By Kimberly Krautter
The first time I met The Lion of the Senate, I was not nearly as in awe of him as I was of then House Speaker Tip O'Neill. I was about eleven years old and four-foot nothing, and the Speaker was enormous to me. In truth, he dwarfed most. Being precocious and a political junkie even then, I was of course aware that both were giants, and I was eager to sponge every essence of the meetings. I was impressed for all of the obvious reasons but also because both gentlemen had a twinkle in their eyes, a mirthful laugh and massive paws that enveloped mine into a generous but gentle handshake that pulled me into a hug.
I also remember being so proud of my dad whom I was shadowing as he made visits on The Hill, championing his dream -- and an official project of the State of Georgia -- of helping Americans learn as much about citizenship as they know about baseball. Each listened to my dad, agreed it was important, pledged their support, and I believed them. Neither let him down. The dream and the project live on.
The second time I met Senator Kennedy it was on a political junket with "The Dean's List," a group of high donor fundraisers for Governor Howard Dean's Presidential Primary campaign. We had been invited to participate in the "Unity" events that aimed to get all Democrats and party backers on board for the John Kerry nomination. Our friend Terry Lierman put together an amazing day of small group meetings with Democratic Party luminaries from both congressional chambers, and we were all very impressed and honored. But THE man we were most excited and abuzz to meet was Senator Ted Kennedy.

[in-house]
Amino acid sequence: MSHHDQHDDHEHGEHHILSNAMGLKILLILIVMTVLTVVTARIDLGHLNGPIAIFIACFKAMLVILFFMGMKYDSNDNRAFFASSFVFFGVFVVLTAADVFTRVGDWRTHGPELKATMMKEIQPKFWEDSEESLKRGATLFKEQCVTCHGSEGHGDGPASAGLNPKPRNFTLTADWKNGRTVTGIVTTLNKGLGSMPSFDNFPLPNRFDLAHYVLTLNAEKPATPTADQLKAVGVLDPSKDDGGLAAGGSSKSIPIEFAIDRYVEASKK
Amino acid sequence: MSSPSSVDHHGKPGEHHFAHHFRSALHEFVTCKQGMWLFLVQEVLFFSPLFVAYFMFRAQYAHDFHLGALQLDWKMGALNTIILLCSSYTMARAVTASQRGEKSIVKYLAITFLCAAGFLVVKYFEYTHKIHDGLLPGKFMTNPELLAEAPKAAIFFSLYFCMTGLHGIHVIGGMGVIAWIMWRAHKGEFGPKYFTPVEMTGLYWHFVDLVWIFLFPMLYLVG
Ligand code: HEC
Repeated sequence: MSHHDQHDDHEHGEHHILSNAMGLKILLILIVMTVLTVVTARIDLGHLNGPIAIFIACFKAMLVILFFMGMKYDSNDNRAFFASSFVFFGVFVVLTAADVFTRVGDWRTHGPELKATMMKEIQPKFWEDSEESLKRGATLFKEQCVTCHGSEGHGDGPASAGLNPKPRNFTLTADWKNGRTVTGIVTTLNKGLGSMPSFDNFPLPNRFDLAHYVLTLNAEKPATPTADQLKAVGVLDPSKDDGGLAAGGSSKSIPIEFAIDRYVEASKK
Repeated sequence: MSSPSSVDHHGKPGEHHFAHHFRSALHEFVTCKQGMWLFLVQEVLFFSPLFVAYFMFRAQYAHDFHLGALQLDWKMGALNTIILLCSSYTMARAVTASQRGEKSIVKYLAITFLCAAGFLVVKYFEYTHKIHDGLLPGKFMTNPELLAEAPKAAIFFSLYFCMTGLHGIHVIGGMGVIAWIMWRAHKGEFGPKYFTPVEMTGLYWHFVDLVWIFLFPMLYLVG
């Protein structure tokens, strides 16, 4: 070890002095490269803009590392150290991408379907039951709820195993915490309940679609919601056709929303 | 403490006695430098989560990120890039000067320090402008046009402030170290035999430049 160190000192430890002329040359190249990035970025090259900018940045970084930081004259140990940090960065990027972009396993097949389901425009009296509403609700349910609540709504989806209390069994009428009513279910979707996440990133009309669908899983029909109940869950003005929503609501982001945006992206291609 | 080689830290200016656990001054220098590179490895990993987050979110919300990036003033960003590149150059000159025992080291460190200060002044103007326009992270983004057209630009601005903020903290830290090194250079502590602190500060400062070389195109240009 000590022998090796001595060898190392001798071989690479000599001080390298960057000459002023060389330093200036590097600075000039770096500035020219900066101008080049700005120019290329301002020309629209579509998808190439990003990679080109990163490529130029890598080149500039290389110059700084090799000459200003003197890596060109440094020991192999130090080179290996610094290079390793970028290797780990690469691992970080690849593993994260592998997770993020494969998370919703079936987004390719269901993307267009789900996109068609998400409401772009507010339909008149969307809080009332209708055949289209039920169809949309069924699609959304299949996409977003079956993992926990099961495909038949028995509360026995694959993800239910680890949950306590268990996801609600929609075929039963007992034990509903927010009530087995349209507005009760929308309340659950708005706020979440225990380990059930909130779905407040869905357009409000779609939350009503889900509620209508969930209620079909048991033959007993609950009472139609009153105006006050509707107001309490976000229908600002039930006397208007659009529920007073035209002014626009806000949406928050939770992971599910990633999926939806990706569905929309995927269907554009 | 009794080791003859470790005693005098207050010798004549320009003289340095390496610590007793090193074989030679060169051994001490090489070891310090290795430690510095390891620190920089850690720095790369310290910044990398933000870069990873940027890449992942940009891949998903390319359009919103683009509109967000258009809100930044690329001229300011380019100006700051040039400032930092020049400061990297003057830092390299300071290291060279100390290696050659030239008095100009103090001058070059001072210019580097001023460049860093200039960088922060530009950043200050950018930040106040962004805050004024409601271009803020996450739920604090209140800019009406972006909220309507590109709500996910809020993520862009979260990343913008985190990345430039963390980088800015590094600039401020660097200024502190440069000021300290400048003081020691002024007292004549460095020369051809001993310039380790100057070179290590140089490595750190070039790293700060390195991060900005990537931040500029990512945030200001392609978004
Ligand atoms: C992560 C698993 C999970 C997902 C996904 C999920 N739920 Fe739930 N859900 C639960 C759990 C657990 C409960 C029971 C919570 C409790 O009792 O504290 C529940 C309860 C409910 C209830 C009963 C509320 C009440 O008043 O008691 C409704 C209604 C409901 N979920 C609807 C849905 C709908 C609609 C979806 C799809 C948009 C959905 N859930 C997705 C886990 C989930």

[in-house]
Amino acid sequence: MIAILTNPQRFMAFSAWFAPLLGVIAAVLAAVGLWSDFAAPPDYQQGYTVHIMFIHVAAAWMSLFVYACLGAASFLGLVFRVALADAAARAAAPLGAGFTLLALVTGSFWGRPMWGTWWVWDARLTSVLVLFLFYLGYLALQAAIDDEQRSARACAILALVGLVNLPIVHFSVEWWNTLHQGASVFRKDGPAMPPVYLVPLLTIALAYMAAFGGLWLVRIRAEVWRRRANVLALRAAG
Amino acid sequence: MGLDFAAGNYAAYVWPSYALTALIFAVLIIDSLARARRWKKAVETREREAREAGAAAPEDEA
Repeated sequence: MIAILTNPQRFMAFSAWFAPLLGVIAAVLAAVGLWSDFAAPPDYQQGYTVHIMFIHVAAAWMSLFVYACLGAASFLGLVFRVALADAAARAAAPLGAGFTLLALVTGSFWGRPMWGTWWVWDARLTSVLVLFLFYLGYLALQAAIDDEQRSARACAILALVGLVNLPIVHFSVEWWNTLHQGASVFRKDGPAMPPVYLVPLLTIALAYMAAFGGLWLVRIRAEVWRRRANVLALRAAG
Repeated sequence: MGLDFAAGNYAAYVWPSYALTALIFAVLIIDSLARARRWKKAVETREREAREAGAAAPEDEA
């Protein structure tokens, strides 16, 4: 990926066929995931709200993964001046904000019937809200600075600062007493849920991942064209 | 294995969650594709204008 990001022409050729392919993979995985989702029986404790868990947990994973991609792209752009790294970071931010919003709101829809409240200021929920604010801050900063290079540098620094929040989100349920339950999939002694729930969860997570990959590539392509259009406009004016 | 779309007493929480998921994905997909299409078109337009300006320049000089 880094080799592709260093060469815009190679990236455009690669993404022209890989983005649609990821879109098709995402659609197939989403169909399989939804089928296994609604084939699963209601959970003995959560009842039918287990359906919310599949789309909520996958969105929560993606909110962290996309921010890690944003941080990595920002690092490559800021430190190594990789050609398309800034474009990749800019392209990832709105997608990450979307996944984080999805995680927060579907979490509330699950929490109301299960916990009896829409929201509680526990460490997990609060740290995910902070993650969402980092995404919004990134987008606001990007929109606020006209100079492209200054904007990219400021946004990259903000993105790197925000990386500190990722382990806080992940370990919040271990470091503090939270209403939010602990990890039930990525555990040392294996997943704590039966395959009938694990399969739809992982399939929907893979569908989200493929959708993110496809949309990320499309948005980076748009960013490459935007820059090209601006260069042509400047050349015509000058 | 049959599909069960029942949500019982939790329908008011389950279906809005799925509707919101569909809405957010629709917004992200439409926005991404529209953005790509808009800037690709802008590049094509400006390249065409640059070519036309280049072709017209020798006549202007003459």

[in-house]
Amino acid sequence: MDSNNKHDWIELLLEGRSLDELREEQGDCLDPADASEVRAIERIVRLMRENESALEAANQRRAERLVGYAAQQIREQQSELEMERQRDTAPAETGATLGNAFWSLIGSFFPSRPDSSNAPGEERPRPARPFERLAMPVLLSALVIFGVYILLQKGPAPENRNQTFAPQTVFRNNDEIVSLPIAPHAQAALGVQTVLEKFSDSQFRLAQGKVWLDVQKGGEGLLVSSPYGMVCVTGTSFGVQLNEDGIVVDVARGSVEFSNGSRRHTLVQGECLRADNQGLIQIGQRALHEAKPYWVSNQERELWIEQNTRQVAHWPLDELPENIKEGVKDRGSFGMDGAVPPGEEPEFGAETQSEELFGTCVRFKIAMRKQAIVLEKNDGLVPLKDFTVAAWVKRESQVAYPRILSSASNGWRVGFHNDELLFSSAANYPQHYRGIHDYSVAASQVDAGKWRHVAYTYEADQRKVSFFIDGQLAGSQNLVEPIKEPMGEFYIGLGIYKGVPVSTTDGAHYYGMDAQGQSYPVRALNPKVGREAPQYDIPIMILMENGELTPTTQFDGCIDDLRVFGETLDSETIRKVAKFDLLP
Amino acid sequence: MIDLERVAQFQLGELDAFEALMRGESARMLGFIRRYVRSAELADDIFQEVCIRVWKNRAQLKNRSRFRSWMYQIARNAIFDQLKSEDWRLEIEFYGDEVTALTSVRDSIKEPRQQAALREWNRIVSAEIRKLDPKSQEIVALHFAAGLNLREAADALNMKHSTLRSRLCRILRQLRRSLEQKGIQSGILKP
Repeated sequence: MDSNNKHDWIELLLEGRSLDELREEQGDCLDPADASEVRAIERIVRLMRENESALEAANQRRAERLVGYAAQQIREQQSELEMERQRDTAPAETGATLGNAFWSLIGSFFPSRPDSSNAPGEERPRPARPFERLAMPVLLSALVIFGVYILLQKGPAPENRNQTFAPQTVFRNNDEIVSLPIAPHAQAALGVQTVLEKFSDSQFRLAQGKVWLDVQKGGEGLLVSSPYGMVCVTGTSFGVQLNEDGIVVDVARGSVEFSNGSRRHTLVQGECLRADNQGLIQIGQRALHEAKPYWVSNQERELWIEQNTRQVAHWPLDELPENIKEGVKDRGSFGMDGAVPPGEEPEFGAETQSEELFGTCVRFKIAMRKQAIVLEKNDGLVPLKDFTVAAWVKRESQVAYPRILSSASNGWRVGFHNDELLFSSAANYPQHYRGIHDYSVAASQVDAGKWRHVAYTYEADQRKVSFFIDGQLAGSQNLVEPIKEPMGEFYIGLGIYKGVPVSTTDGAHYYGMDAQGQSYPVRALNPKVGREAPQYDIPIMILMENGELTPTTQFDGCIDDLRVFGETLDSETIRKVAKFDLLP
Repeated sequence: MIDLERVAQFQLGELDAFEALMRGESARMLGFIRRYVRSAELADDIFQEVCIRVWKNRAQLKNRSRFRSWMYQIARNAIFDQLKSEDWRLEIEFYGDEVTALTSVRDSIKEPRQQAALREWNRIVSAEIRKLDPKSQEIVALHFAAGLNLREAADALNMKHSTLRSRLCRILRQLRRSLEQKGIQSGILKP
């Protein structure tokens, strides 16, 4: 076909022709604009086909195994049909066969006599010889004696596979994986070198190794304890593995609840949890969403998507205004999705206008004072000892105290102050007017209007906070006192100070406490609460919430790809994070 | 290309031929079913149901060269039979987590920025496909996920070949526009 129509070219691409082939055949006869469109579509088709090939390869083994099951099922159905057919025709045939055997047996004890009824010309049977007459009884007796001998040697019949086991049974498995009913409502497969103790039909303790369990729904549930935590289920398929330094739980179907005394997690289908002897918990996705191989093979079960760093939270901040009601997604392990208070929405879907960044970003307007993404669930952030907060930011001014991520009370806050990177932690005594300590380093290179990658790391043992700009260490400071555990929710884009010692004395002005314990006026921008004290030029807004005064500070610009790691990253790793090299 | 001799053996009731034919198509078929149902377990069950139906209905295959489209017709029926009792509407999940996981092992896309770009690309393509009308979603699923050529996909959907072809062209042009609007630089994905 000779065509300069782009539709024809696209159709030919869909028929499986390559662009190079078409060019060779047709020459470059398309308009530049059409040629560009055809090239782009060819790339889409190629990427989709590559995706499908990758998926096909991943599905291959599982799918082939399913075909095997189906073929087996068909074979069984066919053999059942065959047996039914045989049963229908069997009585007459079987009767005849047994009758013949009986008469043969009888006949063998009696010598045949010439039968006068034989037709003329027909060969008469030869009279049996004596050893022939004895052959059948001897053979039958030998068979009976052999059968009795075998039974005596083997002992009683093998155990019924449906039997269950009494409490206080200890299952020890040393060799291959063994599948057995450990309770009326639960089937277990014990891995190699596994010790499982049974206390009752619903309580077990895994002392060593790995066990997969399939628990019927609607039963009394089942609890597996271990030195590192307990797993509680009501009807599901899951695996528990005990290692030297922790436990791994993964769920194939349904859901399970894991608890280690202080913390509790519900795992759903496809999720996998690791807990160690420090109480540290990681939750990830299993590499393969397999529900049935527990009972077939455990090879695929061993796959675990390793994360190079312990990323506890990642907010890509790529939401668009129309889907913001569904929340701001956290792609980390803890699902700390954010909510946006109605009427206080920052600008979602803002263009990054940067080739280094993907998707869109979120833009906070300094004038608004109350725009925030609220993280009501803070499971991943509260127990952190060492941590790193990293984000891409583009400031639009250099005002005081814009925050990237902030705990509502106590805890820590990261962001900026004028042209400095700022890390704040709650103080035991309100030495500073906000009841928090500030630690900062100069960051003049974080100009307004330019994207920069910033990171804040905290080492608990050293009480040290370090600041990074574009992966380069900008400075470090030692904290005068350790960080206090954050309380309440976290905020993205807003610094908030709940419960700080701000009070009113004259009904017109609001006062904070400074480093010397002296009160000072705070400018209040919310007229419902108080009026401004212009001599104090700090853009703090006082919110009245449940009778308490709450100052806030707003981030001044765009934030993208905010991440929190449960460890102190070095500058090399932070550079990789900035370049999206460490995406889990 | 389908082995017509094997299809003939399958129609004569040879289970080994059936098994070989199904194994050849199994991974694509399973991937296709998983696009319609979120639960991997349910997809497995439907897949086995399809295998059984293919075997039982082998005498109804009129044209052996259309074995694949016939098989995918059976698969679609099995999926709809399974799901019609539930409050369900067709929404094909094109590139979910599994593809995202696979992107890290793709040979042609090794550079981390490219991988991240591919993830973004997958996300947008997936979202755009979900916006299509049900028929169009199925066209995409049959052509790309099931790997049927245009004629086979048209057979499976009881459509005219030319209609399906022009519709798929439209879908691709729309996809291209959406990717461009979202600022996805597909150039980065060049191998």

He did not disappoint.
The broad, welcoming grin, the twinkle in the eye and the mirth I remembered were there, but our group was treated to something entirely different. There was an urgency in his message to us that day. We must be unified. Our young people were dying in a senseless war while our enemies were being emboldened and multiplying as our military endeavors were distracted from the real perpetrators of 9/11. And if we didn't unify on the matter of health care reform, our entire economy would face collapse and the government would go bankrupt. We had to get together.
I remember thinking, wow. This is one man who can use 10,000 words to say something so simple. The thought was one of admiration for how earnest he was and how he spoke, not as a grizzled, jaded and fading political vet. Rather, he spoke with the vim and vigor of a young pup candidate, a true believer.
And so, we believed him. I wonder if we'll let him down?